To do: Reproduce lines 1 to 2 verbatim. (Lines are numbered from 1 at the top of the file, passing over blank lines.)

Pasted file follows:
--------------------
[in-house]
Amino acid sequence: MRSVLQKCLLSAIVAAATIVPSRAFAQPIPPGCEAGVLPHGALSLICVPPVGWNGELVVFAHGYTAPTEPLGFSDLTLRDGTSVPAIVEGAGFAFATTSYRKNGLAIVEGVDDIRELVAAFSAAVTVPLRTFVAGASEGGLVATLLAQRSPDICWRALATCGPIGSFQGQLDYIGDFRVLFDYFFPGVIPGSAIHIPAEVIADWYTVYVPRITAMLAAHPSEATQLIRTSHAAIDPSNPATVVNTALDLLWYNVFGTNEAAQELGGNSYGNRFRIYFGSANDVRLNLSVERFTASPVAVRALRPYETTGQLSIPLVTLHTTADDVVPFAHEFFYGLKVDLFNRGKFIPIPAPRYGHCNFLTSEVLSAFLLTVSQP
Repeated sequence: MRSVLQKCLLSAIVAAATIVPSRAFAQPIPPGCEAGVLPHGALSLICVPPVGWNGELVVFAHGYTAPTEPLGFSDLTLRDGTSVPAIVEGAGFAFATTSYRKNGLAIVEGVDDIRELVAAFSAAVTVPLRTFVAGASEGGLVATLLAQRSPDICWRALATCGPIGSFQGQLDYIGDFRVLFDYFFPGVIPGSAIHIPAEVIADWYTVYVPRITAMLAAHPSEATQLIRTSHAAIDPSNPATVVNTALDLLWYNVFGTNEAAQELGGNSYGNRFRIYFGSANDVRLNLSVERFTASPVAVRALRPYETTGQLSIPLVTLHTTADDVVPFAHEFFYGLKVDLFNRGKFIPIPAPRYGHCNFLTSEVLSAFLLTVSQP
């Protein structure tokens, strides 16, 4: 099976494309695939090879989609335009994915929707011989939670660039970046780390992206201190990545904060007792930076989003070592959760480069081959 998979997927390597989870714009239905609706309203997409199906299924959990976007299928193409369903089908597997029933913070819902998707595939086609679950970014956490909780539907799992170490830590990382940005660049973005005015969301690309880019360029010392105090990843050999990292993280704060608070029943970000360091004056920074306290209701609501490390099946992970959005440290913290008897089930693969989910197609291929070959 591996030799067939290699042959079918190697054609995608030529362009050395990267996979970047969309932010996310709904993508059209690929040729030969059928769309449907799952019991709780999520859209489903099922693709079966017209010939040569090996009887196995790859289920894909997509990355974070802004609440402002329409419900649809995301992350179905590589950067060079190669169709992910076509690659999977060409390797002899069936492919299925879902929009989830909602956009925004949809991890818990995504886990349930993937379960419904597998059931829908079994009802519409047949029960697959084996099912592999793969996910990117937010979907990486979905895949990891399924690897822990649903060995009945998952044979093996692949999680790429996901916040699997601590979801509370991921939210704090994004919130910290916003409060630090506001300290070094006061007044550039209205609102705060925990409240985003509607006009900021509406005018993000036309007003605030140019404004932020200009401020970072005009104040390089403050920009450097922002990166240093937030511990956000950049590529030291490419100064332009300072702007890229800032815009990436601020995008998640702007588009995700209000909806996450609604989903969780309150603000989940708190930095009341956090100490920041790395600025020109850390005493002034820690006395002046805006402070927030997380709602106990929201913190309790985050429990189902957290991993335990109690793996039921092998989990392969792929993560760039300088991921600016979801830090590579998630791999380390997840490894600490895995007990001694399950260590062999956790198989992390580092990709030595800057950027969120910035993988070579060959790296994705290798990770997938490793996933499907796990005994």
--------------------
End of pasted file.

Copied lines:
[in-house]
Amino acid sequence: MRSVLQKCLLSAIVAAATIVPSRAFAQPIPPGCEAGVLPHGALSLICVPPVGWNGELVVFAHGYTAPTEPLGFSDLTLRDGTSVPAIVEGAGFAFATTSYRKNGLAIVEGVDDIRELVAAFSAAVTVPLRTFVAGASEGGLVATLLAQRSPDICWRALATCGPIGSFQGQLDYIGDFRVLFDYFFPGVIPGSAIHIPAEVIADWYTVYVPRITAMLAAHPSEATQLIRTSHAAIDPSNPATVVNTALDLLWYNVFGTNEAAQELGGNSYGNRFRIYFGSANDVRLNLSVERFTASPVAVRALRPYETTGQLSIPLVTLHTTADDVVPFAHEFFYGLKVDLFNRGKFIPIPAPRYGHCNFLTSEVLSAFLLTVSQP